Member States to make public details of how they have calculated and collected their fees. This should avoid excessive fees being charged on individual operators.
- The new regulations will introduce strong financial penalties designed to have a deterrent effect. Fines will be calculated in accordance with the expected economic gain of the deception/fraud or a percentage of the turnover of the operator.
- In order to improve transparency, Competent Authorities will have the option to make information regarding the outcome of official controls on individual operators publicly available. However, in such cases, the individual operator must be afforded the opportunity to comment on the information and these comments must be reflected in the information published.
What does this mean for operators in practice?
During official controls, operators will be required to assist and cooperate with the staff of the Competent Authority. To the extent that it is necessary to perform the official controls, operators must give Competent Authority staff access to their equipment, means of transport, premises, computers, documents and any other relevant information and any animals and goods under their controls.
Due to the risk based approach to enforcement and the lack of prior notice for official controls, it will become even more important for operators to put in place strong internal controls. This will avoid operators being caught out by random checks and subsequently being flagged as a high risk operator.
The consequences of falling foul of the regulations make it even more important for operators to ensure compliance. Heavy financial penalties and the possibility that any negative outcome may become public knowledge, mean that the consequences of non-compliance could be hugely detrimental to an operator’s reputation and bottom line.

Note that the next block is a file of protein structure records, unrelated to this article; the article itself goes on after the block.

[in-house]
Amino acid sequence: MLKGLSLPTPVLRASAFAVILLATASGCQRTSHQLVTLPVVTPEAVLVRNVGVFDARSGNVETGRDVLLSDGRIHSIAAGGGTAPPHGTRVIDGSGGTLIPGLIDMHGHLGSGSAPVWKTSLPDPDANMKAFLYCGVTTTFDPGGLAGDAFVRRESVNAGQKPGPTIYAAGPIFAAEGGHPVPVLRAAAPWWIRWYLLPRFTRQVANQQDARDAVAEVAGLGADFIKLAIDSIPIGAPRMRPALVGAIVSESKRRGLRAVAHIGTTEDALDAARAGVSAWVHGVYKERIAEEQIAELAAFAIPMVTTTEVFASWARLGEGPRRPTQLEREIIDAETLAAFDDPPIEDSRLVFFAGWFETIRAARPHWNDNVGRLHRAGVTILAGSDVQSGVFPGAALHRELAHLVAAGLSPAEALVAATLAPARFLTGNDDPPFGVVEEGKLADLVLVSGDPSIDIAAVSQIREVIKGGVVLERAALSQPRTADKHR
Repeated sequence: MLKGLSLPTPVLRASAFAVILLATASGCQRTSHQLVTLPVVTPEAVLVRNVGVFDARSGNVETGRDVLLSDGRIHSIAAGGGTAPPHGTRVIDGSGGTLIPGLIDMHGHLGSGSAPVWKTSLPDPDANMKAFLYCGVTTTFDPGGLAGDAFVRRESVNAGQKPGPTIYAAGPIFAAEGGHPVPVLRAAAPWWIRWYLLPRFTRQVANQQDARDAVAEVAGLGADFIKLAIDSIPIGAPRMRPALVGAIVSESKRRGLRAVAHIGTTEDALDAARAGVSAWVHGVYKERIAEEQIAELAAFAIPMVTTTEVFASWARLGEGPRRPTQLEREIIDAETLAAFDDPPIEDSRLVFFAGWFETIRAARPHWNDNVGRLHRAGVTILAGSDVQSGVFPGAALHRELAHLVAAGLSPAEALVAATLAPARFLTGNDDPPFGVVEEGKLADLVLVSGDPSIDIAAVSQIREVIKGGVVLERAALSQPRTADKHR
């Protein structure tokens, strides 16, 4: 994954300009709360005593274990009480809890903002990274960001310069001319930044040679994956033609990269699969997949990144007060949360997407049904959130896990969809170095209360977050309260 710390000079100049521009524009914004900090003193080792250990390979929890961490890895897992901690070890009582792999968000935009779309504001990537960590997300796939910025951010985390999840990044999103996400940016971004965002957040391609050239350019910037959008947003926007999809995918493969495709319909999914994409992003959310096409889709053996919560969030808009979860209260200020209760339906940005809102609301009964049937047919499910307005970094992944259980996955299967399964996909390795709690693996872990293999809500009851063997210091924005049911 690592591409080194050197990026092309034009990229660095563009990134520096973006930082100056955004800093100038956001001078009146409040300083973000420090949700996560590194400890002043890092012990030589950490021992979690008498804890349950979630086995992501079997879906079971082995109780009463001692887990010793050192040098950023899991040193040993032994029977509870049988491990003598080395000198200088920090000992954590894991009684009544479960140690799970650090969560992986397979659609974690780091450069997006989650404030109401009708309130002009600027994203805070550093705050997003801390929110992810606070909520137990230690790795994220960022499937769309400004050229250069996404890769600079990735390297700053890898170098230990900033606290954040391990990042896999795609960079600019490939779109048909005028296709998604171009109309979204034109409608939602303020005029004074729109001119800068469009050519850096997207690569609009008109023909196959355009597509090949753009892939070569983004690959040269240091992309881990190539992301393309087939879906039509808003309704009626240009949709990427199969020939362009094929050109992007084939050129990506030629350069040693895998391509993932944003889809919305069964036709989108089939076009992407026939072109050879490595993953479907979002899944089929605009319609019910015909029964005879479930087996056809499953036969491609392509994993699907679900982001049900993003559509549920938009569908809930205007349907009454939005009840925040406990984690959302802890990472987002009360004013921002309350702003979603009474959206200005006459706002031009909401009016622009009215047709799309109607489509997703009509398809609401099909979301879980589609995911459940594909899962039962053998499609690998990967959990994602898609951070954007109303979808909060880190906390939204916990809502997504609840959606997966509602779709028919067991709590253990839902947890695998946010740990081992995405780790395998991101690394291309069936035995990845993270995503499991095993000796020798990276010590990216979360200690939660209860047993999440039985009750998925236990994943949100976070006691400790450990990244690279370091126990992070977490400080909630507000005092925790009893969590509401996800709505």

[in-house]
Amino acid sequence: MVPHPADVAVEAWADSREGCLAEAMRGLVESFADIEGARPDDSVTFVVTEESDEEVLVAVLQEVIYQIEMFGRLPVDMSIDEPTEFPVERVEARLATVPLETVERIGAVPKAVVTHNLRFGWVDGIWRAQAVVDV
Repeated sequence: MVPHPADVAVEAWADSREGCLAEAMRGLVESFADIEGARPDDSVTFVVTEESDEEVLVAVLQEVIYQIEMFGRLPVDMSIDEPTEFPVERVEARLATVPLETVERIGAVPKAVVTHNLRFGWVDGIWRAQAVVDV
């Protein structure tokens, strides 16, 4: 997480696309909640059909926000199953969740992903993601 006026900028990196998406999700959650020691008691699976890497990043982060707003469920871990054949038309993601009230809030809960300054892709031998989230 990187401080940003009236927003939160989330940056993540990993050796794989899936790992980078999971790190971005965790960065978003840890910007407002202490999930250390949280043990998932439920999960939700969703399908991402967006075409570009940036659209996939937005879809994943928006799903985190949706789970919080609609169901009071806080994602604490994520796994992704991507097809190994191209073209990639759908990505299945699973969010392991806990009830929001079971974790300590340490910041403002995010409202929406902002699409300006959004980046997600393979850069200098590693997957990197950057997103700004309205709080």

Operators will however benefit from reduced administrative burdens, more efficient processes and a more consistent approach across the EU.
How can we help?
We will be watching closely to see how the Food Safety Authority of Ireland reacts to the new rules and to see how the food industry will adapt to the changes. As populations become more health conscious, it is even more important for the food industry to take measures to safeguard their business by ensuring that the new rules are complied with. Consumers are becoming more interested than ever in nutritional content, animal welfare and organic ranges. Food manufacturers, distributors and retailers are feeling the pressure to meet both consumer and regulatory demands whilst securing the future success of their business.
Being aware of the burning issues and providing reliable and timely advice is something that we pride ourselves on. Our Health & Safety Group at Eversheds Sutherland focuses on pro-actively managing all aspects of health and safety, including food safety. We have experience in regulatory compliance, performance of health and safety audits, due diligence on health and safety matters, product safety and liability issues, nuisance claims and environmental breaches.